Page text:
Abstract:
Many biological environments, both intracellular and extracellular,
are often crowded by large molecules or inert objects which can impede
the motion of cells and molecules. It is therefore essential for us
to develop appropriate mathematical tools which can reliably predict
and quantify collective motion through crowded environments.
Transport through crowded environments is often classified as anomalous,
rather than classical, Fickian diffusion. Over the last 30 years many
studies have sought to describe such transport processes using either
a continuous time random walk or fractional order differential equation.
For both these models the transport is characterized by a parameter
$\alpha$, where $\alpha=1$ is associated with Fickian diffusion
and $\alpha<1$ is associated with anomalous subdiffusion. In this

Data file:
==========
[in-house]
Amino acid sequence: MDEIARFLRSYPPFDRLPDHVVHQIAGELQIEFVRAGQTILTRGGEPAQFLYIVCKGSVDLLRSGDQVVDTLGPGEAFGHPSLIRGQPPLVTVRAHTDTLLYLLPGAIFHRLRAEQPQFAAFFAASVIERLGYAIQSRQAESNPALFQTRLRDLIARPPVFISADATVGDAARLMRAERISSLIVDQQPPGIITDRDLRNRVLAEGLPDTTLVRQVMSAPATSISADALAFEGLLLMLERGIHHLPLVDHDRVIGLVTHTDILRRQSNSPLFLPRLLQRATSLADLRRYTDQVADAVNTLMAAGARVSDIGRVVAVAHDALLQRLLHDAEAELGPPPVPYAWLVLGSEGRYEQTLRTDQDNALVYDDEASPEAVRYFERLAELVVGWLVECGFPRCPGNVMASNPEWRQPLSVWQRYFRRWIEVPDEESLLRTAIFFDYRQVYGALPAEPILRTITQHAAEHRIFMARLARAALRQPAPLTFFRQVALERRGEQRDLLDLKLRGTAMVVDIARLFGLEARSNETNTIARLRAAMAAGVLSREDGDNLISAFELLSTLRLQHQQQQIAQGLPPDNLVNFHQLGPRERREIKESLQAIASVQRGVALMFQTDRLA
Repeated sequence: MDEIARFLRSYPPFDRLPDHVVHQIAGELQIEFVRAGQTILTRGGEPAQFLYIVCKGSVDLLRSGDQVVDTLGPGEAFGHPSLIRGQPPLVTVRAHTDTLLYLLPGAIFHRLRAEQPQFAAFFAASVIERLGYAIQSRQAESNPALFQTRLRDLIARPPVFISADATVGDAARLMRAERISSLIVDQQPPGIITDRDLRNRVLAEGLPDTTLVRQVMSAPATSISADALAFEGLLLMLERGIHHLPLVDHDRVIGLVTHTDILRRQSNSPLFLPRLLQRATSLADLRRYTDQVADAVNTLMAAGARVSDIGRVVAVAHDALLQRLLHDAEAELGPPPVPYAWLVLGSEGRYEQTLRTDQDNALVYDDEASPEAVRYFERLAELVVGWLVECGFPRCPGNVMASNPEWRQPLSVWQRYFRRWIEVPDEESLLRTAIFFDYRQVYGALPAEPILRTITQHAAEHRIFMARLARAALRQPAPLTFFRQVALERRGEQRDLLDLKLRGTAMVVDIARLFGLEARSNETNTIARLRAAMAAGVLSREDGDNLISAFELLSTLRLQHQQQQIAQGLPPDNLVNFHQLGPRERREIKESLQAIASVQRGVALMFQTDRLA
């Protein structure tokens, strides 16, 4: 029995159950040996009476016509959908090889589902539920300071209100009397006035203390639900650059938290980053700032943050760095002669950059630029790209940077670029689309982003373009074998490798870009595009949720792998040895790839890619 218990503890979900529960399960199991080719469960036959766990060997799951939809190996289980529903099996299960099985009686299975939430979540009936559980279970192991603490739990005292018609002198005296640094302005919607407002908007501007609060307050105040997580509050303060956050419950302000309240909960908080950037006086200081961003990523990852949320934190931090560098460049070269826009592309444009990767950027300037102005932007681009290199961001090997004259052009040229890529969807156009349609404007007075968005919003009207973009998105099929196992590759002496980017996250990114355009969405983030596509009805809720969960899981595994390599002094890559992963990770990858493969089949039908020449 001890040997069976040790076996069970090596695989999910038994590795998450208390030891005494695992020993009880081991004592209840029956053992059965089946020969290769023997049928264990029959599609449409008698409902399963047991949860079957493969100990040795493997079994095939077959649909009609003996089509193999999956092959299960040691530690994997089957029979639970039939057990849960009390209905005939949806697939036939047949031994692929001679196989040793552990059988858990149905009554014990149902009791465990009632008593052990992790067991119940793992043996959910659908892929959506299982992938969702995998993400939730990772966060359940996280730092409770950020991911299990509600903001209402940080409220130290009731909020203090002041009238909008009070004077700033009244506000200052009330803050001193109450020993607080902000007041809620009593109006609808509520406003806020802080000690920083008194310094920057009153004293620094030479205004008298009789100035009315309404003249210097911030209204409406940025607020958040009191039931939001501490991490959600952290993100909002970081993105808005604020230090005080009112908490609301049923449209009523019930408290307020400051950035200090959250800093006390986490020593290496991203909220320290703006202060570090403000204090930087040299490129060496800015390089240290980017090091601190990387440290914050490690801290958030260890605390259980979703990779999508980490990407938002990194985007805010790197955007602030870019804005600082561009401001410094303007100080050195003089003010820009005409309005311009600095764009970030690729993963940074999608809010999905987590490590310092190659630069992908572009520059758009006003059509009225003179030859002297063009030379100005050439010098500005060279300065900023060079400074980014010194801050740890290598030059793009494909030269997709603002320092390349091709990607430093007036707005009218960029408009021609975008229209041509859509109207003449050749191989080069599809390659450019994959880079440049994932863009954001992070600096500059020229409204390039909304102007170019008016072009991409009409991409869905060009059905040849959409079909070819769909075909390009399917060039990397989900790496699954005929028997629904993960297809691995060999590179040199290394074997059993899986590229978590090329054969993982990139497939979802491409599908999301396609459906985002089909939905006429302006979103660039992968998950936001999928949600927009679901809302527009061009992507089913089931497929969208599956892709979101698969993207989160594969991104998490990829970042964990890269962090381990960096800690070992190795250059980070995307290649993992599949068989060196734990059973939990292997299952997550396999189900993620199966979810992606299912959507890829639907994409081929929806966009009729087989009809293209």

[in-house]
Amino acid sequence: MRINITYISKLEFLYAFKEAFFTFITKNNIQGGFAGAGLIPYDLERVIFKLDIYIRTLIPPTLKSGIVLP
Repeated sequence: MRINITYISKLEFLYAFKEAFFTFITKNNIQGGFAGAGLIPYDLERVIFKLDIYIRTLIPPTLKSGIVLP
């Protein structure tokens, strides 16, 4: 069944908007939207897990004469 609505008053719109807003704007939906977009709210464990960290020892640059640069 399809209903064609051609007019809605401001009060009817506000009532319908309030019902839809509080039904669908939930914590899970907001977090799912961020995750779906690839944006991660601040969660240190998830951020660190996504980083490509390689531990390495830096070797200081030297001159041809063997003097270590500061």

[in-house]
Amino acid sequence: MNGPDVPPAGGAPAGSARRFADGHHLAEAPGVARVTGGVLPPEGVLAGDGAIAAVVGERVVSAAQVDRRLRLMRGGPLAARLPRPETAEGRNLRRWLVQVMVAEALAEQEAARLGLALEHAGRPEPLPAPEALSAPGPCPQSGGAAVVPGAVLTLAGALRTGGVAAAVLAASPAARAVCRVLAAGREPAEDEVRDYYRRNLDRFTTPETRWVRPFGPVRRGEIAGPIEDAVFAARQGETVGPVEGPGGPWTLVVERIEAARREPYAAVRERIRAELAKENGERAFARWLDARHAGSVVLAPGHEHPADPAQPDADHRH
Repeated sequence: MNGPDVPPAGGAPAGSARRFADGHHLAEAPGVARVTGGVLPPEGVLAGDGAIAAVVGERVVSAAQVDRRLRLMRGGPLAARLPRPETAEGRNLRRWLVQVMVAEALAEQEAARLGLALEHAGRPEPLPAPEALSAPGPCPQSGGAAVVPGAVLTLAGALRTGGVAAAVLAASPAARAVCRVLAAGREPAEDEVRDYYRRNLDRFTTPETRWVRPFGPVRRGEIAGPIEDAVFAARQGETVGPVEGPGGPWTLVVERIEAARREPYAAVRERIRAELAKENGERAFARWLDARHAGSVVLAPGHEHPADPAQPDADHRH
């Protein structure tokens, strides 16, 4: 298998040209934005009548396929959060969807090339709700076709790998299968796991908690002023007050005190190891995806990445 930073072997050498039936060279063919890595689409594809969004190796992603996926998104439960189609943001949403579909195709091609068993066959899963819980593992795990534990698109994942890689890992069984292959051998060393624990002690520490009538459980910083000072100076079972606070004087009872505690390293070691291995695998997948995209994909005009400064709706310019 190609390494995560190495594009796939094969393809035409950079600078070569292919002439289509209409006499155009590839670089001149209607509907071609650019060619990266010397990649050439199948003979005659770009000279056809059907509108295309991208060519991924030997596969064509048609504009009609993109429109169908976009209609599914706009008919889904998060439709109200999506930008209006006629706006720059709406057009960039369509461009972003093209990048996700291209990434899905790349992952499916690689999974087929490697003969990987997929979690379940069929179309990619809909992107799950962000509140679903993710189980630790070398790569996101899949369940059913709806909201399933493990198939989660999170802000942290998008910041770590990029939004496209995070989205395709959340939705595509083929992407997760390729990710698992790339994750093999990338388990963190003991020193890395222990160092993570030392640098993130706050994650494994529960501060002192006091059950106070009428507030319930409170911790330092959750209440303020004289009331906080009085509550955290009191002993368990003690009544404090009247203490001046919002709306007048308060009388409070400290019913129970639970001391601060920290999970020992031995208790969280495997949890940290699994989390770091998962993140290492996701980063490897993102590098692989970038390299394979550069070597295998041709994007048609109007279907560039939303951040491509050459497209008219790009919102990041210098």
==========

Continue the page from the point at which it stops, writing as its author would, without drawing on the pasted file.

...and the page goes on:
presentation we will consider the motion of a single agent migrating
through a crowded environment that is populated by impenetrable, immobile
obstacles and we estimate $\alpha$ using mean squared displacement
data. These results will be compared with computer simulations mimicking
the transport of a population of such agents through a similar crowded
environment and we match averaged agent density profiles to the solution
of a related fractional order differential equation to obtain an alternative
estimate of $\alpha$. I will examine the relationship between our
estimate of $\alpha$ and the properties of the obstacle field for
both a single agent and a population of agents; in both cases $\alpha$
decreases as the obstacle density increases, and that the rate of
decrease is greater for smaller obstacles. These very simple computer
simulations suggests that it may be inappropriate to model transport
through a crowded environment using widely reported approaches including
power laws to describe the mean squared displacement and fractional
order differential equations to represent the averaged agent density
profiles.
More details can be found in Ellery, Simpson, McCue and Baker (2014)
The Journal of Chemical Physics, 140, 054108.